So the great difficulty was not to get the law improved, but rather to get it enforced. When Manukji [British Parsi and consul in Tehran] was at Yezd, about 1870, two Parsis were attacked by two Mussulmans outside the town, and one was killed, the other terribly wounded as they had tried to cut off his head. The Governor brought the criminals to Yezd, but did nothing to them. Manukji got leave to take them to Tehran. The Prime Minister, however, told him that no Mussulman would be killed for a Zardushti, or Zoroastrian, and that they would only be bastinadoed. About this time Manukji enquired whether it was true that the blood-price of a Zardushti was to be seven tomans. He got back the reply that it was to be a little over.

 

The Yezd Parsis have been helped considerably by agents from Bombay, who are British subjects, and of late years things have improved slightly.

 

F. Jihad in the Modern Era

 

Following its defeat at the walls of Vienna in 1683, Islam entered a period of strategic decline in which it was increasingly dominated by the rising European colonial powers. Due to its material weakness vis-à-vis the West, dar al-Islam was unable to prosecute large-scale military campaigns into infidel territory. The Islamic Empire, then ruled by the Ottoman Turks, was reduced to fending of the increasingly predatory European powers.

 

In 1856, Western pressure compelled the Ottoman government to suspend the dhimma under which the Empire's non-Muslim subjects laboured. This provided hitherto unknown opportunities for social and personal improvement by the former dhimmis, but it also fomented resentment by orthodox Muslims who saw this as a violation of the Sharia and their Allah-given superiority over unbelievers.

 

By the late 19th century, tensions among the European subjects of the Empire broke out into the open when the Ottoman government massacred 30,000 Bulgarians in 1876 for allegedly rebelling against Ottoman rule. Following Western intervention that resulted in Bulgarian independence, the Ottoman government and its Muslim subjects were increasingly nervous about other non-Muslim groups seeking independence.

 

It was in this atmosphere that the first stage of the Armenian genocide took place in 1896 with the slaughter of some 250,000 Armenians. Both civilians and military personnel took place in the massacres. Peter Balakian, in his book, The Burning Tigris, documents the whole horrific story. But the massacres of the 1890s were only the prelude to the much larger holocaust of 1915, which claimed some 1.5 million lives. While various factors contributed to the slaughter, there is no mistaking that the massacres were nothing other than a jihad waged against the Armenians, no longer protected as they were by the dhimma. In 1914, as the Ottoman Empire entered World War I on the side of the central powers, an official anti-Christian jihad was proclaimed.

 

 

To promote the idea of jihad, the sheikh-ul-Islam’s {the most senior religious leader in the Ottoman Empire} published proclamation summoned the Muslim world to arise and massacre its Christian oppressors. “Oh Moslems,” the document read, “Ye who are smitten with happiness and are on the verge of sacrificing your life and your good for the cause of right, and of braving perils, gather now around the Imperial throne.” In the Ikdam, the Turkish newspaper that had just passed into German ownership, the idea of jihad was underscored: “The deeds of our enemies have brought down the wrath of God. A gleam of hope has appeared. All Mohammedans, young and old, men, women, and children must fulfil their duty. … If we do it, the deliverance of the subjected Mohammedan kingdoms is assured.” … “He who kills even one unbeliever,” one pamphlet read, “of those who rule over us, whether he does it secretly or openly, shall be rewarded by God.” (quoted in Balakian, The Burning Tigris, 169-70.)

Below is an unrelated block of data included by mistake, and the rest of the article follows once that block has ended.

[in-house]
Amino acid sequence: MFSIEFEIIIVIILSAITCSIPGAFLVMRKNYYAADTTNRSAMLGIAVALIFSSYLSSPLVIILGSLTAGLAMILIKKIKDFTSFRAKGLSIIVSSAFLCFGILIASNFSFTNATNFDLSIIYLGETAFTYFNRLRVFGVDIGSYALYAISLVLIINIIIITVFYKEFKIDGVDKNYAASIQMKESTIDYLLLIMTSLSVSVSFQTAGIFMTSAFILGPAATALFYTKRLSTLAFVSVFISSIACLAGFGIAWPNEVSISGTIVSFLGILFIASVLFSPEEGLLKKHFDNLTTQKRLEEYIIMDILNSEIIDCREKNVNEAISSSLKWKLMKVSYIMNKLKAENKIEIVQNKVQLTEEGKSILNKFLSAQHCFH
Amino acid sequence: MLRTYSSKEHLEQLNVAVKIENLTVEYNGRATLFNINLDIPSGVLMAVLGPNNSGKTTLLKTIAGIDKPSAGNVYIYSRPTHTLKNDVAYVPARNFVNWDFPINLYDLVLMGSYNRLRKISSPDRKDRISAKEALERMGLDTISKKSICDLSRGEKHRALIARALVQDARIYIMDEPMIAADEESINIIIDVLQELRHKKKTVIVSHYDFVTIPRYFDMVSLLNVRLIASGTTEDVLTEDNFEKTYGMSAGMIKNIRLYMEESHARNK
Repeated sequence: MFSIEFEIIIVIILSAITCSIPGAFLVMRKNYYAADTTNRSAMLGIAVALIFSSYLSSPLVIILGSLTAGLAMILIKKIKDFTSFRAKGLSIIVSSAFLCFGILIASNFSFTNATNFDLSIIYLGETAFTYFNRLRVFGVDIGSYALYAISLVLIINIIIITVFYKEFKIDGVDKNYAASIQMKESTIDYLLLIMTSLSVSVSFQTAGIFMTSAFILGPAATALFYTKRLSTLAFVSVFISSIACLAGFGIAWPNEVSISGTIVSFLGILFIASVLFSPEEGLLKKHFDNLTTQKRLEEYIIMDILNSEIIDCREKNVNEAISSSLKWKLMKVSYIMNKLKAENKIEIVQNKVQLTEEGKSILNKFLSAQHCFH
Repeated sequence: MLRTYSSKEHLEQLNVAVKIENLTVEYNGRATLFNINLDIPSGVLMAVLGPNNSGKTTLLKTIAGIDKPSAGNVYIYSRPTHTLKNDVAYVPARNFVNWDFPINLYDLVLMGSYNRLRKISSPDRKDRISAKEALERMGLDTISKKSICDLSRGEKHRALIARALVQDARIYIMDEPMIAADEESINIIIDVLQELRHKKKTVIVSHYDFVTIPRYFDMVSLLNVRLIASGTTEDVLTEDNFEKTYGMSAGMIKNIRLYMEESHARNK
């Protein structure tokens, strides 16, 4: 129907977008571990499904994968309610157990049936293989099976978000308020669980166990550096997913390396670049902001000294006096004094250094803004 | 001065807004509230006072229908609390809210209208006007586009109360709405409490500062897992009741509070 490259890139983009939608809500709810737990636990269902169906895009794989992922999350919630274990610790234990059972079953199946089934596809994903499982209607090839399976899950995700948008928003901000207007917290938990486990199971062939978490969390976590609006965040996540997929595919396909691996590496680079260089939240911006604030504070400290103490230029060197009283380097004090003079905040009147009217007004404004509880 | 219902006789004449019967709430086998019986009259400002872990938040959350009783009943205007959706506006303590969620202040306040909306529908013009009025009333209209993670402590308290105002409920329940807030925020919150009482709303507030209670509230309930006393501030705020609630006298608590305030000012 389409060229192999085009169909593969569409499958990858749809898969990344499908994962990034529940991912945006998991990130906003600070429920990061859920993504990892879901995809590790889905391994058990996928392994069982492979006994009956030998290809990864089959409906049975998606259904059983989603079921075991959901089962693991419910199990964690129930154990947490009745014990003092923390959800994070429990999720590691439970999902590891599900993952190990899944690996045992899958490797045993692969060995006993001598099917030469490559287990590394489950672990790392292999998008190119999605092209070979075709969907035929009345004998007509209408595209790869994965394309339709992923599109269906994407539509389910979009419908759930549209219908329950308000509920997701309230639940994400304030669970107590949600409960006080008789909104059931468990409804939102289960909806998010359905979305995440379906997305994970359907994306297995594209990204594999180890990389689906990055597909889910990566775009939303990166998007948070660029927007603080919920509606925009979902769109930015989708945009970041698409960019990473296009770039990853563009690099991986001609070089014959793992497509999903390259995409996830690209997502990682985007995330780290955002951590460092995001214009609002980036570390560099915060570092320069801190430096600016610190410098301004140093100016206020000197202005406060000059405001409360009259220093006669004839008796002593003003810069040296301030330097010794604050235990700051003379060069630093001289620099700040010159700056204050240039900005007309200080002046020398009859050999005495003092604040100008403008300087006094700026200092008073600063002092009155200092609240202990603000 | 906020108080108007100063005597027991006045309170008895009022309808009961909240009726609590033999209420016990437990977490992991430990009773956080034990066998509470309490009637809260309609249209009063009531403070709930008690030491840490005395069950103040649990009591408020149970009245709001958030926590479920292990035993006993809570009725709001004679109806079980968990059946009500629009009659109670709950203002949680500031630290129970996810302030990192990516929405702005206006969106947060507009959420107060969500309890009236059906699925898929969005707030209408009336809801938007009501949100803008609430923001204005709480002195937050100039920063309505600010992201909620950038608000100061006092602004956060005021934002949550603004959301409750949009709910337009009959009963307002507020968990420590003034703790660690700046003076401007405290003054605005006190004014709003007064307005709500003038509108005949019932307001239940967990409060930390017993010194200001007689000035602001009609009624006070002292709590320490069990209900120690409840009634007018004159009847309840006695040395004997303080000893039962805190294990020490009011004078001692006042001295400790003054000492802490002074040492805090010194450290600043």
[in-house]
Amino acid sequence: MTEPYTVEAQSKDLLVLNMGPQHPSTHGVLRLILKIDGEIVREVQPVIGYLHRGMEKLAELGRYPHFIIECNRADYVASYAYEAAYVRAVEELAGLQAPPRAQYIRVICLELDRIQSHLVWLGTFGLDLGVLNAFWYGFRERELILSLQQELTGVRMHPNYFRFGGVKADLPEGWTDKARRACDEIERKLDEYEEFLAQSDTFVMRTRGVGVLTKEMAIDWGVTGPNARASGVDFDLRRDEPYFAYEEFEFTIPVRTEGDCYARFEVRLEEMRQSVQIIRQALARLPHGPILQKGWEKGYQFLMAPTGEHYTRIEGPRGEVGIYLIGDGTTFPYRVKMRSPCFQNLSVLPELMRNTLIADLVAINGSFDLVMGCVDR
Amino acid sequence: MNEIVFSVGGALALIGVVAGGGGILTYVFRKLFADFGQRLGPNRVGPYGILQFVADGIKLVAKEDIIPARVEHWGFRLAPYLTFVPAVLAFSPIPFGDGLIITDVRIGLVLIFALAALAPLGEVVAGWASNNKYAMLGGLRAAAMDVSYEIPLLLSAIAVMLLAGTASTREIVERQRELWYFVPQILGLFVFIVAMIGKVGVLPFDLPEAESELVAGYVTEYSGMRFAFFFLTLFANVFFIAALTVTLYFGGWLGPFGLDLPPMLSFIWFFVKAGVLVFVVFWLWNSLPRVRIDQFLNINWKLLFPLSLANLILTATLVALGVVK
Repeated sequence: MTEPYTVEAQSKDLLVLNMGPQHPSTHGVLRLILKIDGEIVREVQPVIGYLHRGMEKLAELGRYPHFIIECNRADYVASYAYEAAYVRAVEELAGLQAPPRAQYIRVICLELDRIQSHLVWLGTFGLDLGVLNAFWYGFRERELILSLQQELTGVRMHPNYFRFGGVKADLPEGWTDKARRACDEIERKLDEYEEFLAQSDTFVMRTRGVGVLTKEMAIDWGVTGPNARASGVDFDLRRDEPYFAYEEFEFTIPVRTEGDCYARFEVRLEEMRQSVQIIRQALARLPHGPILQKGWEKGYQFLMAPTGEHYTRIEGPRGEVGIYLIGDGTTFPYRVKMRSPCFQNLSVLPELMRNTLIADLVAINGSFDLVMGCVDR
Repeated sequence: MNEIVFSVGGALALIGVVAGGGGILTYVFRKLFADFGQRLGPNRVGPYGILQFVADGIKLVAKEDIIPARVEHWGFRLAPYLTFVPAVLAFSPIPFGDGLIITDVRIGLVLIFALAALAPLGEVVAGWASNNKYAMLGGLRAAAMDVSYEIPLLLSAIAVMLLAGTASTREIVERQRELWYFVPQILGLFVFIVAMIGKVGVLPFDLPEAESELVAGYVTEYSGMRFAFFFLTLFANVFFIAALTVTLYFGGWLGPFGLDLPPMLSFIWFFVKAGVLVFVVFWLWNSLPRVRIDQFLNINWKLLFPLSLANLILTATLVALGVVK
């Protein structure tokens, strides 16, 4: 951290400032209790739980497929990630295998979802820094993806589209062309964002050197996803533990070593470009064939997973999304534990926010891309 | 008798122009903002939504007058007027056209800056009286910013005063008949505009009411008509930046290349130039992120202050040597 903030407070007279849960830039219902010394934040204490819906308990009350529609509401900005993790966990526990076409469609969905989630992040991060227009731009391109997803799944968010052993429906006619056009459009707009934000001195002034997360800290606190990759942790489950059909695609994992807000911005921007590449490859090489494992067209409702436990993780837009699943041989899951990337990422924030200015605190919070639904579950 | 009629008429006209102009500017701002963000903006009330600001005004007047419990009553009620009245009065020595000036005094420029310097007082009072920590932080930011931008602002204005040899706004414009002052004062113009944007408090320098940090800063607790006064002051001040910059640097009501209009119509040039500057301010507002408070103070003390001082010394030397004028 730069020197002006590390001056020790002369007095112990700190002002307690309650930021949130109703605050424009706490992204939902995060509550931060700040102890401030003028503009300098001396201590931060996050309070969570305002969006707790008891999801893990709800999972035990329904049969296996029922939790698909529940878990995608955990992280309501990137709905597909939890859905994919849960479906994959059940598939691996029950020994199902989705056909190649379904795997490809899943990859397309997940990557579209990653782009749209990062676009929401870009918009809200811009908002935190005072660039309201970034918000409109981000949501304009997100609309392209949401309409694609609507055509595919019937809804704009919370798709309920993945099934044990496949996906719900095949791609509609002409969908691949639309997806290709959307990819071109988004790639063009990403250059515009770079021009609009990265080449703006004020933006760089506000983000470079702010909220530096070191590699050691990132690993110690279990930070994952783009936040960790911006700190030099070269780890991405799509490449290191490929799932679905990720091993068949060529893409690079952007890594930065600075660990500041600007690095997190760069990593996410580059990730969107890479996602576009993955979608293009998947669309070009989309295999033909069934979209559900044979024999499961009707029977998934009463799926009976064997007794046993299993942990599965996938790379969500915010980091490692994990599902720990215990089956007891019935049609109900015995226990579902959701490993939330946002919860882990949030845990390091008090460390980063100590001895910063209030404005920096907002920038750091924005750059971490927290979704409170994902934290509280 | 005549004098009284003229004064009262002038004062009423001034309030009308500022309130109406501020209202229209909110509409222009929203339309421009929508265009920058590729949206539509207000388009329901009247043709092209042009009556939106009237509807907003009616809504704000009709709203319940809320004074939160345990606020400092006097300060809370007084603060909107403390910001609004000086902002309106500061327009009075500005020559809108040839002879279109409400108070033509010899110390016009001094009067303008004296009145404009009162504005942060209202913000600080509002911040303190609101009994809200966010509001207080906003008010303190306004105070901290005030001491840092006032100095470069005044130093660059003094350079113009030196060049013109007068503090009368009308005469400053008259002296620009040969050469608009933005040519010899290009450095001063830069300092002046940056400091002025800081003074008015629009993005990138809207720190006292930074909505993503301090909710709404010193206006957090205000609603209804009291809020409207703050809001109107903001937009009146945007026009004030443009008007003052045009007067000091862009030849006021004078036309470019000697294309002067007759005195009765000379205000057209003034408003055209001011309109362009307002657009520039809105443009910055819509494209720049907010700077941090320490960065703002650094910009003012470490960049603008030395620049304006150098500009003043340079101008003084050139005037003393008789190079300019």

The anti-Christian jihad culminated in 1922 at Smyrna, on the Mediterranean coast, where 150,000 Greek Christians were massacred by the Turkish army under the indifferent eye of Allied warships. All in, from 1896-1923, some 2.5 million Christians were killed, the first modern genocide, which to this day is denied by the Turkish government.

 

Since the break-up of the Islamic Empire following World War I, various jihads have been fought around the globe by the independent Muslim nations and sub-state jihadist groups. The most sustained effort has been directed against Israel, which has committed the unpardonable sin of rebuilding dar al-harb on land formerly a part of dar al-Islam. Other prominent jihads include that fought against the Soviets in Afghanistan, the Muslim Bosnians against the Serbs in the former Yugoslavia, the Muslim Albanians against the Serbs in Kosovo, and the Chechens against the Russians in the Caucasus. Jihads have also been waged throughout northern Africa, the Philippines, Thailand, Kashmir, and a host of other places throughout the world. In addition, the overwhelming majority of terrorist attacks around the world have been committed by Muslims, including, of course, the spectacular attacks of 9/11/01 (USA), 3/11/04 (Spain), and 7/7/05 (UK). (For a more comprehensive list of Muslim attacks, visit www.thereligionofpeace.com.)